My alarm went off at 4:45 a.m. so I jumped out of bed and threw my running clothes on. There's only one day I willingly "jump" out of bed at 4:45, RACE DAY.
Memorial Day was finally here, which meant I would get to join two of my friends, and over 15,000 others as we ran 26.2 miles through the streets of Los Angeles. Even though this would be my third marathon, the feelings of anxiousness and excitement were still incredibly strong. My two biggest fears were warm weather and my legs refusing to run a second 26.2 in a one-month span. I had never attempted anything like this, so I had no clue what to expect.
We arrived at the start line with about an hour to spare. I could tell that Phillip and Edgar were nervous. They were nervous because they had no idea what they were getting themselves into. I was nervous because I knew EXACTLY what I was getting myself into. I envied their ignorance.
Before we knew it, the race had begun and the huge crowd of 15,000+ shuffled towards the starting line. With "I love LA" blaring over the loud speaker and a nice downhill at the start, everyone was in good spirits.
I seperated from the guys pretty early on. I kicked into a comfortable pace and was feeling great, better weather than I could have ever asked for and nice gradual downhills to speed things up. The miles started to add up and I found myself feeling very comfortable at the halfway point, which is where the race turned from downhill to uphill. Around mile 14, we started our 'ascent'. My pace had slowed, which I very much expected, but I was still running strong when I passed the 20-mile marker. I could slowly feel my body begging me to put a stop to the madness, but I didn't care to listen.
With the 23-mile marker in sight, my hamstrings tightened up. Both hamstrings, cramping at the same time, so I had to stop to stretch. I had 3 more miles to go and I knew there was no way they were going to start feeling better. Time to dig deep. The four-hour milestone was on the line and I wasnt going to let my hamstrings keep me from reaching it.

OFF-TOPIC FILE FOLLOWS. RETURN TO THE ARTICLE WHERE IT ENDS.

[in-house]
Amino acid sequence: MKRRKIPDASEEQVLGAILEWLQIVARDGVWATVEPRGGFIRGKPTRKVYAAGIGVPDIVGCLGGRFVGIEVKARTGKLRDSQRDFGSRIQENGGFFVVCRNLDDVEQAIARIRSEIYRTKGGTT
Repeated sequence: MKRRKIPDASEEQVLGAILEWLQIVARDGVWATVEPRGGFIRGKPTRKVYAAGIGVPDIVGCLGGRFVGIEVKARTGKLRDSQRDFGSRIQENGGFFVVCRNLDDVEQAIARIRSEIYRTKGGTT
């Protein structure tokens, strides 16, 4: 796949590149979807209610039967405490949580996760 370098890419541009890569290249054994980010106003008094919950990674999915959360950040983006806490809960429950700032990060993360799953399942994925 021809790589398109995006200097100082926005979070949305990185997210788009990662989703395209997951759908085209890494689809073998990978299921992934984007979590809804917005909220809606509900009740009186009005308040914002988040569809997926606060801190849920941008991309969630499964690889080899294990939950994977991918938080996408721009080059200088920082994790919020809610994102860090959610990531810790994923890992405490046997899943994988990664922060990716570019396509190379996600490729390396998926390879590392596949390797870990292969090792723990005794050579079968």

In the last three miles I grabbed just about every water, gatorade, orange and pretzel I could find, trying to fuel myself to 26.2. I ran as fast as my hamstrings would let me, trying to find something to lift my spirits...then I heard it. "RED VINES!" Music to my ears. I saw a man handing out red vines, my favorite, on the side of the road. It's funny the little things that excite you when your body is pushed to its limits.
The last couple miles were tough, they always are. I turned the corner with about 3/4 of a mile left, and could see the finish line. Mobs of people crowded the sidewalks as I ran down the homestretch. My hamstrings were screaming, but I focused on the voices of the spectators, cheering me towards the finish line. I broke into a sprint and crossed the finish line at 3:56. My body was beaten up, my ipod broken and my feet blistered, but I did it.
I love L.A.